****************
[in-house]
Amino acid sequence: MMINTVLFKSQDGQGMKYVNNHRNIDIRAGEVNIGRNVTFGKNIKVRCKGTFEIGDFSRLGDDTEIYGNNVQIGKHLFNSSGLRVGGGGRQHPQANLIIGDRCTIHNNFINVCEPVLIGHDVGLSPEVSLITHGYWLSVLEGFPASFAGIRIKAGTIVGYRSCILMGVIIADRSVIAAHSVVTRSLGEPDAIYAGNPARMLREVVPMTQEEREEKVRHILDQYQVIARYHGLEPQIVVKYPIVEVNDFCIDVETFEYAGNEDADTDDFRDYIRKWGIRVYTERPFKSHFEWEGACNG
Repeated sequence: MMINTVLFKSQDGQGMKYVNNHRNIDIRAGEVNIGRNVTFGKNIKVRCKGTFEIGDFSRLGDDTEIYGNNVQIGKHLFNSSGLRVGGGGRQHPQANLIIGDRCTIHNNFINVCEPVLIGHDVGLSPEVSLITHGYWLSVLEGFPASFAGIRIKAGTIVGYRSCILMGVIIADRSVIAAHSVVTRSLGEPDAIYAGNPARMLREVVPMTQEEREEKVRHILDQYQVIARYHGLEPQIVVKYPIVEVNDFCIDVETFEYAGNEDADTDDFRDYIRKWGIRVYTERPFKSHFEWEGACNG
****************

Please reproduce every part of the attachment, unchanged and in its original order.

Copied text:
[in-house]
Amino acid sequence: MMINTVLFKSQDGQGMKYVNNHRNIDIRAGEVNIGRNVTFGKNIKVRCKGTFEIGDFSRLGDDTEIYGNNVQIGKHLFNSSGLRVGGGGRQHPQANLIIGDRCTIHNNFINVCEPVLIGHDVGLSPEVSLITHGYWLSVLEGFPASFAGIRIKAGTIVGYRSCILMGVIIADRSVIAAHSVVTRSLGEPDAIYAGNPARMLREVVPMTQEEREEKVRHILDQYQVIARYHGLEPQIVVKYPIVEVNDFCIDVETFEYAGNEDADTDDFRDYIRKWGIRVYTERPFKSHFEWEGACNG
Repeated sequence: MMINTVLFKSQDGQGMKYVNNHRNIDIRAGEVNIGRNVTFGKNIKVRCKGTFEIGDFSRLGDDTEIYGNNVQIGKHLFNSSGLRVGGGGRQHPQANLIIGDRCTIHNNFINVCEPVLIGHDVGLSPEVSLITHGYWLSVLEGFPASFAGIRIKAGTIVGYRSCILMGVIIADRSVIAAHSVVTRSLGEPDAIYAGNPARMLREVVPMTQEEREEKVRHILDQYQVIARYHGLEPQIVVKYPIVEVNDFCIDVETFEYAGNEDADTDDFRDYIRKWGIRVYTERPFKSHFEWEGACNG